November 29, 2016 / 6:05 AM / a year ago

China forex regulator tightens controls to stem capital outflows-sources

SHANGHAI/HONG KONG, Nov 29 (Reuters) - China is stepping up measures to stem capital outflows after the yuan currency skidded to more than eight-year lows, taking aim at outbound investment, sources said on Tuesday.

The State Administration of Foreign Exchange (SAFE) has begun vetting transfers abroad worth $5 million or more and is stepping up scrutiny of major outbound deals, including those with prior approval, sources with knowledge of the new rules said.

Capital outflows through both legal and illegal channels have added pressure to the yuan’s slide. The Chinese currency has lost nearly 6 percent of its value against the dollar so far this year.

Sources said the forex regulator told banks about the new rules on Monday, the same day the government said it would stick to its “going out” strategy of encouraging outbound investment.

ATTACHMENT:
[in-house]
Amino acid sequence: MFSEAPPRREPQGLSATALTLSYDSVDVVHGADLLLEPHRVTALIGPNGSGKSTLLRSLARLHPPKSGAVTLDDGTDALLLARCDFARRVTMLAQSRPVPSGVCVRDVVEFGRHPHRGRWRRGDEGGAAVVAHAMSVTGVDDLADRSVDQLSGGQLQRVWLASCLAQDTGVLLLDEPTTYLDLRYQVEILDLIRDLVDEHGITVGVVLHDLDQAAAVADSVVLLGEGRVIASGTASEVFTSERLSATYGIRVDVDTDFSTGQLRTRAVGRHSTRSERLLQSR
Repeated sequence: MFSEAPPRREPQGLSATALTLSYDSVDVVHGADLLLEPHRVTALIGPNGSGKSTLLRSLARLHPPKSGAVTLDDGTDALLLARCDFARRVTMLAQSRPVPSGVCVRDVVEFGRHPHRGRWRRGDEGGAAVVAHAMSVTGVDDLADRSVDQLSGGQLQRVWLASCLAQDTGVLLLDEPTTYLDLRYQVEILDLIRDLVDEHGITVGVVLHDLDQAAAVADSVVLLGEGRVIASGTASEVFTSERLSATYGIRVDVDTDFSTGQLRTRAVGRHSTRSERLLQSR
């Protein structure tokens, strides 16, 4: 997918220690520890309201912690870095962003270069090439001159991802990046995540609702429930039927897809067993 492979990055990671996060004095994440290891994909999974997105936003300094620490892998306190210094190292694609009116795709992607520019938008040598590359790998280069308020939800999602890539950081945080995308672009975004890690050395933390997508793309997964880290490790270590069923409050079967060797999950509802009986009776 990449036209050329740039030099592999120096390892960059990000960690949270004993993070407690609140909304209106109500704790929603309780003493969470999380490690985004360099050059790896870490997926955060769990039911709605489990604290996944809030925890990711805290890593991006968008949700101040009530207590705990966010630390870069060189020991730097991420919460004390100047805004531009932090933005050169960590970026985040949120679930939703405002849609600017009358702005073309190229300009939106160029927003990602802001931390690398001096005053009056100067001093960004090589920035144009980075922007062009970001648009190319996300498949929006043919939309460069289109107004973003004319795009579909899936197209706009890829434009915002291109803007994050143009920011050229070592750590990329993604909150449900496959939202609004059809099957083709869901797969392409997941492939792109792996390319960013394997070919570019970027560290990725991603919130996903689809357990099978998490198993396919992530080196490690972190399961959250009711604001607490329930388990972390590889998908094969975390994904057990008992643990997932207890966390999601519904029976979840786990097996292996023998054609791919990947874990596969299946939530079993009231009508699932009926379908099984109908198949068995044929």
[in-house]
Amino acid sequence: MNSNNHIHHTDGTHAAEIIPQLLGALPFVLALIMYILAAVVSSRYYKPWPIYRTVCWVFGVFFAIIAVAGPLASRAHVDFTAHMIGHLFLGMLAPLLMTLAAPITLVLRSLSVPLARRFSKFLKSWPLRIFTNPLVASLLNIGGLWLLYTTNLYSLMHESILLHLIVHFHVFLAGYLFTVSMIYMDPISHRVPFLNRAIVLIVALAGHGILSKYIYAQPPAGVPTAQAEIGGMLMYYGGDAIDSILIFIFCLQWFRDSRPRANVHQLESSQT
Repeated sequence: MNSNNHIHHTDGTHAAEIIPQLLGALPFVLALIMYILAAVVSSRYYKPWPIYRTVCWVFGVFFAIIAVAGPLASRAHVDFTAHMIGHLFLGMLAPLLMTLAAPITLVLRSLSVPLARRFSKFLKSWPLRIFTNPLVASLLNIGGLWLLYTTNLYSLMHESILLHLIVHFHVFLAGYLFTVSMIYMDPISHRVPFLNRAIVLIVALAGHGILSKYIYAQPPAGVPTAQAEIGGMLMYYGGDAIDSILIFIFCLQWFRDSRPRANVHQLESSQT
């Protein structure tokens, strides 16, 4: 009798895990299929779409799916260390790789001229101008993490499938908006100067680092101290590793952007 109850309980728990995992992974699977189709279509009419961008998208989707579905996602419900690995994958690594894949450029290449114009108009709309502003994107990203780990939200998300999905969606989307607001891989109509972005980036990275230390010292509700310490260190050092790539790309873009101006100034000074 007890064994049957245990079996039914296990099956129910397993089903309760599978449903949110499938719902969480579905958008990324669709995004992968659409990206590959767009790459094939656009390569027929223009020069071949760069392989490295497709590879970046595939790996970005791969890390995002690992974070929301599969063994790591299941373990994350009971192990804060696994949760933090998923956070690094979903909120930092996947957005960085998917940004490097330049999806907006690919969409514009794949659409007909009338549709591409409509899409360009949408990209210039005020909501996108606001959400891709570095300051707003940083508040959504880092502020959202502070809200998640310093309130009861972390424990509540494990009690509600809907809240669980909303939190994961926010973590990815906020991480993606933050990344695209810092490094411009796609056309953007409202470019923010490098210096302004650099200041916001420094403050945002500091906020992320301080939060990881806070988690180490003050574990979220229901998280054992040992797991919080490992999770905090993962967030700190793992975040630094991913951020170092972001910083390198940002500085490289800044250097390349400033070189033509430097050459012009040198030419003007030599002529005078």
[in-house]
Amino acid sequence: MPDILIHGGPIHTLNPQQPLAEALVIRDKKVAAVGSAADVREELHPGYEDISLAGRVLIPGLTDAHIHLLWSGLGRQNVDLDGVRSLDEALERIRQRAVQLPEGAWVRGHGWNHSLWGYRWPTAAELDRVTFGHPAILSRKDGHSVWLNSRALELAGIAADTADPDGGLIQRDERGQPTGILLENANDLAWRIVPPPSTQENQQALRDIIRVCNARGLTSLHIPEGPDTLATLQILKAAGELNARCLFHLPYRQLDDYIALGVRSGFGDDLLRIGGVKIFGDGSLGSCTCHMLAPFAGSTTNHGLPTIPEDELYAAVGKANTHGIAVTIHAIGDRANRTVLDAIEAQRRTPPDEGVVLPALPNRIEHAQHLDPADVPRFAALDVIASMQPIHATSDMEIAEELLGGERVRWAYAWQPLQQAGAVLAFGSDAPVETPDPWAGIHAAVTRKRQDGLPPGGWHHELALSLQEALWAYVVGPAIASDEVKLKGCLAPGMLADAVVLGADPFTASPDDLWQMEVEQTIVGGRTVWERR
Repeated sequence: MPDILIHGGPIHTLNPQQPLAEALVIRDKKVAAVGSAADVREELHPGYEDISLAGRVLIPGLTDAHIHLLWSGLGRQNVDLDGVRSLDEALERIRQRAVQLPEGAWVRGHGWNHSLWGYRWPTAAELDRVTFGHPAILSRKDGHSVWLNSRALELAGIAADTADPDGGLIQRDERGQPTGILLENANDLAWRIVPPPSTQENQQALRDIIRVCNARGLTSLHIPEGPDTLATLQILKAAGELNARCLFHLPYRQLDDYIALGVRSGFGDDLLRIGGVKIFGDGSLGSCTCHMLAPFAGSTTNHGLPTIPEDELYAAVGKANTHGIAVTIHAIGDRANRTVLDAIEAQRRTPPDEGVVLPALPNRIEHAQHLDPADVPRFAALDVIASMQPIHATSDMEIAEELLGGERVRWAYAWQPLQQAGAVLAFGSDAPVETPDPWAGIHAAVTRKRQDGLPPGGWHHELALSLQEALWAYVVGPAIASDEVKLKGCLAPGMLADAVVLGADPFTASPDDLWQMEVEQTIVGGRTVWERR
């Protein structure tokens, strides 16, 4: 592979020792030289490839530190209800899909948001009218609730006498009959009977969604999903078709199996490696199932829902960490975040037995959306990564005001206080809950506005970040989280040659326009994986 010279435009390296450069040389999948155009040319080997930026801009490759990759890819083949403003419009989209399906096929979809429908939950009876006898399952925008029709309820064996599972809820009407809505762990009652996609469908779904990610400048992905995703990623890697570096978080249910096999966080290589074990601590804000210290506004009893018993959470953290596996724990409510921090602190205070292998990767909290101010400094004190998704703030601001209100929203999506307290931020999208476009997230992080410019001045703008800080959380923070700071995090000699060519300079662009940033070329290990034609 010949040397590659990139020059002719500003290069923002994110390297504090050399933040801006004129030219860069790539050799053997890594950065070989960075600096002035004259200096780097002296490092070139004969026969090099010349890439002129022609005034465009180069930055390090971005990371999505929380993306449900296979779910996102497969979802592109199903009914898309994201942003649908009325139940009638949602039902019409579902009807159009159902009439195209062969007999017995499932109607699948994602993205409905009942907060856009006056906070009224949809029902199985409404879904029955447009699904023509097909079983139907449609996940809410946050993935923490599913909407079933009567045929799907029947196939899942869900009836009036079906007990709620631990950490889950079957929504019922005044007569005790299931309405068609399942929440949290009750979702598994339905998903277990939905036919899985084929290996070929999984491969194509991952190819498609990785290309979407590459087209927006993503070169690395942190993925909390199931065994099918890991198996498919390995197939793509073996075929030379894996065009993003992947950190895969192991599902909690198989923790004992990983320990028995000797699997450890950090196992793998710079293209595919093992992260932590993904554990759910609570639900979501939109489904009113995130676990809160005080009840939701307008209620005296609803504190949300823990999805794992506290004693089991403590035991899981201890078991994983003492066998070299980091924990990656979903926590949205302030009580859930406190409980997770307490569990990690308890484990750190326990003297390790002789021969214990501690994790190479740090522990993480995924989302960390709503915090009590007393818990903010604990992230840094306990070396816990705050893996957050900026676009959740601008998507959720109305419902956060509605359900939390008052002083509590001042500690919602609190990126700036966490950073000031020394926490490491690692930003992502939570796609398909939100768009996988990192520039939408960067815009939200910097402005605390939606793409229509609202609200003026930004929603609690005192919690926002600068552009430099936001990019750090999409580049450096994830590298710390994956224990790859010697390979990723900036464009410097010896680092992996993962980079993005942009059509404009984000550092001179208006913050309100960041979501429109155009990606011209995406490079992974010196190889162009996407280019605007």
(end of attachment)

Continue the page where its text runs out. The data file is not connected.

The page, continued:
SAFE did not respond to a Reuters request for comment.

“Previously, only forex transfers worth $50 million or more needed to be reported to SAFE. Now, the threshold has been drastically lowered to $5 million, and covers both foreign currency and yuan,” said one of the sources with direct knowledge of the rules.

“All we can do is to ask clients to be patient, and tell them that the transaction is being vetted by SAFE for authenticity and may not be approved.”

The fresh restriction applies to transfers abroad under the capital account, for transactions such as portfolio or foreign direct investment.

The source said that even if an outbound investment had already obtained approval to buy foreign exchange, but the money had not been fully transferred, the remainder of the quota was now subject to further approval if it exceeds $50 million, which is regarded as a “large sum”.

Two other sources confirmed the new rules.

Chinese state-owned banks were seen selling dollars in the onshore foreign exchange market for a second straight day on Tuesday, in what traders said appeared to be a bid to support the yuan.

The yuan has rebounded around 0.5 percent in the past few sessions. (Reporting by Samuel Shen and John Ruwitch in SHANGHAI and Carol Zhong at Basis Point in HONG KONG; Editing by Ryan Woo and Kim Coghill)

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